4,000 years of animal translocations: Mocha Island and its zooarchaeological record
Islands are territories that allow us to assess phenomena and processes in a way that is impossible to do in the mainland. One of these concerns the human interaction with animals that are usually considered as wild.
The case of Mocha Island (Chile; South Pacific, 38,36°S) is remarkable because of its small size (50 km2), proximity to the mainland (30 km), three different and independent human occupation events, and an endemic terrestrial fauna constituted only by small reptiles, amphibians, and rodents. Here our research has shown the distinctive presence of translocated medium-to-large native mainland mammals - nutria (Myoscastor coypus), pudu (Pudu pudu), camelids (Lama sp.), fox (Lycalopex sp.), grison (Galictis sp.), and wild cat (Oncifelis sp.) - in relation to the different populations that have occupied this island: aceramic hunter-gatherers (1950-1300 BC), ceramic food-producers (100/1000-1687 AD), and Chilean tenants (1840 AD-today).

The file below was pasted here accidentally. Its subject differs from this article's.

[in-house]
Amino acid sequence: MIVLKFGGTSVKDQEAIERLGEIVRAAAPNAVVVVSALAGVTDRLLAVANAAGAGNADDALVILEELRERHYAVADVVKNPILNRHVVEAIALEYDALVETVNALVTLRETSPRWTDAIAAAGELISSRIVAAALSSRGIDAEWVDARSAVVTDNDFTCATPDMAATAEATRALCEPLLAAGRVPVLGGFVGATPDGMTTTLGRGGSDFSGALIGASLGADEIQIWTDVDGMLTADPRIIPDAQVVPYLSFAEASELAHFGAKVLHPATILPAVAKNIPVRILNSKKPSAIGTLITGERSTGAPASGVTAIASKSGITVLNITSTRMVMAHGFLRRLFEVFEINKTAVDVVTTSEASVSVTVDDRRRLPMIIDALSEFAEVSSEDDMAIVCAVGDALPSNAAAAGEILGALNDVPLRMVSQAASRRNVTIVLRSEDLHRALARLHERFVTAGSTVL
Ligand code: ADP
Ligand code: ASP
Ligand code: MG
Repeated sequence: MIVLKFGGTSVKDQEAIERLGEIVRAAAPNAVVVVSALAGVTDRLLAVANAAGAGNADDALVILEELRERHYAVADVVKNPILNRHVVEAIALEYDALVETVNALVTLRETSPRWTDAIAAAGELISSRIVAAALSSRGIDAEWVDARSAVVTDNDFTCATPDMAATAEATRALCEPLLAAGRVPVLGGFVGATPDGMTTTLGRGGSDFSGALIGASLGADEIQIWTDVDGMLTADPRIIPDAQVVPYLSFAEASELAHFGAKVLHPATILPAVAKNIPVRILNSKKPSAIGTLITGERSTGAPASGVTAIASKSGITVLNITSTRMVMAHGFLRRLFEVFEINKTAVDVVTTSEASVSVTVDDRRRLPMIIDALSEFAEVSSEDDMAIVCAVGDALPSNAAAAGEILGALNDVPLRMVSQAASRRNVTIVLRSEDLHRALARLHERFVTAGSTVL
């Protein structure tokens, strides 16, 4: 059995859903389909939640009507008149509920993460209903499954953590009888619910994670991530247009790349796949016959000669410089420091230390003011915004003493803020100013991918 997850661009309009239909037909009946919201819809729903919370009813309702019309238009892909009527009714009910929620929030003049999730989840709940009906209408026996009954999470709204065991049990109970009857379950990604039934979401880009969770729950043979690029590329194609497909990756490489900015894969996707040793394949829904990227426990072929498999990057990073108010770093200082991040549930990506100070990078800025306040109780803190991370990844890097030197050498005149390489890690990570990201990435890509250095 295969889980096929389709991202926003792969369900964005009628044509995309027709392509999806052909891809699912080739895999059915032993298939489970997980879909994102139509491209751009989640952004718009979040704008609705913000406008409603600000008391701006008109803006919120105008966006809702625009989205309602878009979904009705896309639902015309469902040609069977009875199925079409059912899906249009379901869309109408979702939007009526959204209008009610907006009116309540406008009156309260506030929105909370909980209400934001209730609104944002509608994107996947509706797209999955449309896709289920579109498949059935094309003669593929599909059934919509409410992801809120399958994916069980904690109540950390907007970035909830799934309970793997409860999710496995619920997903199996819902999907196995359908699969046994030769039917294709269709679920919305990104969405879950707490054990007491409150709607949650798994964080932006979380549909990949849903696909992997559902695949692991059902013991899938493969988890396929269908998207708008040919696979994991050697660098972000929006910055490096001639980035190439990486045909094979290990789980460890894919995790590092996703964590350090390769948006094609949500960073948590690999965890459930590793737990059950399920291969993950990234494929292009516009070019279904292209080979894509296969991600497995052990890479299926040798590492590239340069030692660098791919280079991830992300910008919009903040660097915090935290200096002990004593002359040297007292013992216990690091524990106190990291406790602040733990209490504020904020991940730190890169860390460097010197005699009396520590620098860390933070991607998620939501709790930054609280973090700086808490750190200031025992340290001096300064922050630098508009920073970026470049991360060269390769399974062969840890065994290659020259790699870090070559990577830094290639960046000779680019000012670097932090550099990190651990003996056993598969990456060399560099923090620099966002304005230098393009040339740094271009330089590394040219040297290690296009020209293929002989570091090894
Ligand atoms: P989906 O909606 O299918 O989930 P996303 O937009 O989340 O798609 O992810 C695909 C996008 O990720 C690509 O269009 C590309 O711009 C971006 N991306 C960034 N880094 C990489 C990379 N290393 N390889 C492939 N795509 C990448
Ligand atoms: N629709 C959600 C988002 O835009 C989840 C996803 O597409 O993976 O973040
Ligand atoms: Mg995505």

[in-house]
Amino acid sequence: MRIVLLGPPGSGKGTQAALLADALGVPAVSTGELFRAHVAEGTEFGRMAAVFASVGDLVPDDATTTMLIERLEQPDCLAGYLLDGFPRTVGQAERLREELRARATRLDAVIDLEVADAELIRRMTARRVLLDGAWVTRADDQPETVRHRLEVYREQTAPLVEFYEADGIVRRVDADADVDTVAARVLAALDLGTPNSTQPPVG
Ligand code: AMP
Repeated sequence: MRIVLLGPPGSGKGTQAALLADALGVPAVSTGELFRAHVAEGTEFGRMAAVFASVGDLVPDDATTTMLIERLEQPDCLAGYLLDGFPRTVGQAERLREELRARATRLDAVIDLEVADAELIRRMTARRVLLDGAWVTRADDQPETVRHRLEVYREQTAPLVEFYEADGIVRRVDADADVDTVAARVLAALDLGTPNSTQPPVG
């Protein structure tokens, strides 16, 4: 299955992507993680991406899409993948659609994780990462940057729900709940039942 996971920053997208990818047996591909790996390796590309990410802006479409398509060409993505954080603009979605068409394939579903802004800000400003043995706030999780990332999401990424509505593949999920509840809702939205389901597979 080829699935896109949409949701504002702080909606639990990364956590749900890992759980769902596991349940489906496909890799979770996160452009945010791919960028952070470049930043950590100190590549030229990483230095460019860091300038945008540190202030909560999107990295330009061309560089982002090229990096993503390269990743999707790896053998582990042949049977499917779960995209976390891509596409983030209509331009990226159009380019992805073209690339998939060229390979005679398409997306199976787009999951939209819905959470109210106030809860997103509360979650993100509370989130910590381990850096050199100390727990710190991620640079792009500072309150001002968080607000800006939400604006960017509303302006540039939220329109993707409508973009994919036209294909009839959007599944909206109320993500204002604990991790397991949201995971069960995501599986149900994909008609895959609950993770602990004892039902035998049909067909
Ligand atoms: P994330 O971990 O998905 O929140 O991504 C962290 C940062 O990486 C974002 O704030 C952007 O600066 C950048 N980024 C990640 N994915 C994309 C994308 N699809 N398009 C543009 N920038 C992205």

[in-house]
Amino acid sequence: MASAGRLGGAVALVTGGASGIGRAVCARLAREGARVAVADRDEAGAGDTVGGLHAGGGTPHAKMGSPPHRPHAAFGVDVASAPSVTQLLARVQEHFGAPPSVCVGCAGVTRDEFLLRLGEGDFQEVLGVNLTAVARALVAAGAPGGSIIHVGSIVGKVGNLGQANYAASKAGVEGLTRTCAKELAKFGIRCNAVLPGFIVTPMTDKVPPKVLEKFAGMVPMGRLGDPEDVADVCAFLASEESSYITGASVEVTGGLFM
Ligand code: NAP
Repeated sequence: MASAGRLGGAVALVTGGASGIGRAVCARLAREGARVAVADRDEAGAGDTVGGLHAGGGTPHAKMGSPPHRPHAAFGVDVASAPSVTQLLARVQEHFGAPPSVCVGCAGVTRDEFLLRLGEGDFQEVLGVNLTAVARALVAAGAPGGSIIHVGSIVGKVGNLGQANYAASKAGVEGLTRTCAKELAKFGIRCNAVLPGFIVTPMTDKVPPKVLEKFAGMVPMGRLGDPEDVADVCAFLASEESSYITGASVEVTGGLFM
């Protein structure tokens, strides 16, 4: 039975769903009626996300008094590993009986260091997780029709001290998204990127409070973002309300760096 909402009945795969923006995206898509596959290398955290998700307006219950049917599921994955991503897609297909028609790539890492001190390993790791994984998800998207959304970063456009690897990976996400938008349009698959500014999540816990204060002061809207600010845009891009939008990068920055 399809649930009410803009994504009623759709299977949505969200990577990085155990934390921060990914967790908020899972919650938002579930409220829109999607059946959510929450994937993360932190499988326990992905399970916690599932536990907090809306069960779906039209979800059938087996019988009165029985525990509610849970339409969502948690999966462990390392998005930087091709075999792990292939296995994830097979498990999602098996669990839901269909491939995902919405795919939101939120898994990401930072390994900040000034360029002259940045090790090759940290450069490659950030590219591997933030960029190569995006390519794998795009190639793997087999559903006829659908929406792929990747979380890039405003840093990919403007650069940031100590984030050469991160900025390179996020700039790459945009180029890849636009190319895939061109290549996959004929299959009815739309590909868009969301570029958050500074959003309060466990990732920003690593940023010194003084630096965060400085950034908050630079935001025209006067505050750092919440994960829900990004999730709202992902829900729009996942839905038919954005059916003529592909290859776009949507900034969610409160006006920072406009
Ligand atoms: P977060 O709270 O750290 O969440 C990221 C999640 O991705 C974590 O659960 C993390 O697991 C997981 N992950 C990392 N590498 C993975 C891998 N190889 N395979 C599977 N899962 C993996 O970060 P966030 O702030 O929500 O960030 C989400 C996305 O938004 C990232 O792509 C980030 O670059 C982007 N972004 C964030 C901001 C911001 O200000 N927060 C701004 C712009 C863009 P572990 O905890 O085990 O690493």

This evidence leads us then to question the simple idea of "wild animal", and opens up a set of much more complex and rich issues, such as, wild management and the use of "living reservoirs", the re-creation of known landscapes, the modification of landscapes, local extinctions, pet keeping, taming, and even the consideration of animals as non-human persons.
This Resource is Part of the Following Collections
- Where the Wild Things Are Not: Human-Animal Interaction in the Space between Wild and Domestic •
- Society for American Archaeology 82nd Annual Meeting, Vancouver, BC (2017)
Cite this Record
4,000 years of animal translocations: Mocha Island and its zooarchaeological record. Roberto Campbell, Ismael Martínez. Presented at The 81st Annual Meeting of the Society for American Archaeology, Vancouver, British Columbia. 2017 ( tDAR id: 430485)
min long: -93.691; min lat: -56.945 ; max long: -31.113; max lat: 18.48 ;
Abstract Id(s): 14716